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Authors lead call for e-book lending payments

  • Date: 16 May 2012
  • Area: National
Tolstoy War and Peace showing on eReader screen

Library e-books more popular than ever. Credit: Anthony Devlin (PA Images)

Authors have called for a change to library lending regulations, which currently allow digital copies of their work to be borrowed without any payment.

Payment for hard copies

Under the rules of the Public Lending Right (PLR) scheme, authors are paid 6.05p each time a hard copy of their book is lent, up to a total of £6,600. However the same rules do not apply when e-book or audiobook versions are loaned.

Nicola Solomon, a member of the Society of Authors commented:

'It's very important to understand that authors do rely on PLR; it's not just a nice little bonus.

'Many authors get PLR who are not bestsellers but do very well in libraries. People borrow very different books from those they buy, and authors can't continue to write if they are not paid for their work.'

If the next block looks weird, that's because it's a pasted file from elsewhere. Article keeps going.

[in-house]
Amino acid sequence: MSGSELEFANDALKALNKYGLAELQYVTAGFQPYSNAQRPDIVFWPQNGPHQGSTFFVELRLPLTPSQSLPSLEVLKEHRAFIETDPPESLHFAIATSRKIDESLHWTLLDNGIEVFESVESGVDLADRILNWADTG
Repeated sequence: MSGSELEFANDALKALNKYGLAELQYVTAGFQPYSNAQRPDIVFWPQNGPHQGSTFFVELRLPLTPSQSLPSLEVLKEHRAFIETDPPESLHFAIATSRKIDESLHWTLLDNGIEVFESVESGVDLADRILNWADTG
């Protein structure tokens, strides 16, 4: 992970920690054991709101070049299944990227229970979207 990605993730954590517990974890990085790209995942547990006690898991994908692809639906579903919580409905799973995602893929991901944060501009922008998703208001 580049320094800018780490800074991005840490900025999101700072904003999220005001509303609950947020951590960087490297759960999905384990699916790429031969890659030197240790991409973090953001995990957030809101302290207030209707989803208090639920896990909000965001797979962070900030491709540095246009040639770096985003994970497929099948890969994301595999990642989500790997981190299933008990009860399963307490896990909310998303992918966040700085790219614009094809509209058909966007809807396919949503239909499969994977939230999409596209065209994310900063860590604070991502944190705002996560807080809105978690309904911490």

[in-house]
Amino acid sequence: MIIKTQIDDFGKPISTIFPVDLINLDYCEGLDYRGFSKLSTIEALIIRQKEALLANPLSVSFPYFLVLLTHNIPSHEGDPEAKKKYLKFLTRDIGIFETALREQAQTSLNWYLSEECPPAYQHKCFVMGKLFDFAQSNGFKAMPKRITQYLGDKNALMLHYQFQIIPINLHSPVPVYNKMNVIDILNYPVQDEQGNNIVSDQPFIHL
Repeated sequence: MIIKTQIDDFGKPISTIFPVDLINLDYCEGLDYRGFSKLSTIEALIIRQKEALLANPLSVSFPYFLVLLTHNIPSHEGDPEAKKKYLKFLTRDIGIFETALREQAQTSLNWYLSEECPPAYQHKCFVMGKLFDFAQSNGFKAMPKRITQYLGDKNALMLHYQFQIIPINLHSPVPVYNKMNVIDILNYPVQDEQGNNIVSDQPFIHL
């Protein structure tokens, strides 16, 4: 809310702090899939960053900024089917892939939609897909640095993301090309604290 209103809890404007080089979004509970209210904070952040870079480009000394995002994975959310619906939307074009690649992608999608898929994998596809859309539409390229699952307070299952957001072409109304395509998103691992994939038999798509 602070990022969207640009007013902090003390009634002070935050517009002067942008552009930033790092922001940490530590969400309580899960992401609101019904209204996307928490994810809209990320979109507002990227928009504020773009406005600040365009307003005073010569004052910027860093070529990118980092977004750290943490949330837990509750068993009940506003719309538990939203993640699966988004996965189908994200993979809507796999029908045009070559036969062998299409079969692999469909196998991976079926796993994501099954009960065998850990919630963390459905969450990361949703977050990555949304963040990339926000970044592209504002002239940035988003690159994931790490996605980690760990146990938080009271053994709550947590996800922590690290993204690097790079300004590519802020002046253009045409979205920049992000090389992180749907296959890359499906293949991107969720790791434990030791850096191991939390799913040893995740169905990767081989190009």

Digital borrowing and the law

The rise in popularity of eReaders has meant the numbers of digital books being borrowed from UK libraries have also risen sharply.

This in turn led to the Digital Economy Act 2010 allowing payment to authors, however no formal legislation has yet been put in place to enforce this.

Libraries of the future

The rapidly evolving digital landscape is one topic up for discussion at a series of events happening across the country this month as part of Envisioning the library of the future, a programme of research and debate.

The events draw on research carried out to date for the programme on socio-economic and technological trends and innovations and how these might impact on libraries services from 2022.

Debate and discussion at each event will feed into this research programme and will ultimately help to shape the Arts Council's vision and policy for supporting and developing public libraries.

Those unable to attend a workshop can still feed into the research via our online conversation, by commenting on posts by guest bloggers on the blog and using #ACElibraries on Twitter.

Find out more

To find out more about how we work with libraries, visit the Supporting libraries section of the website.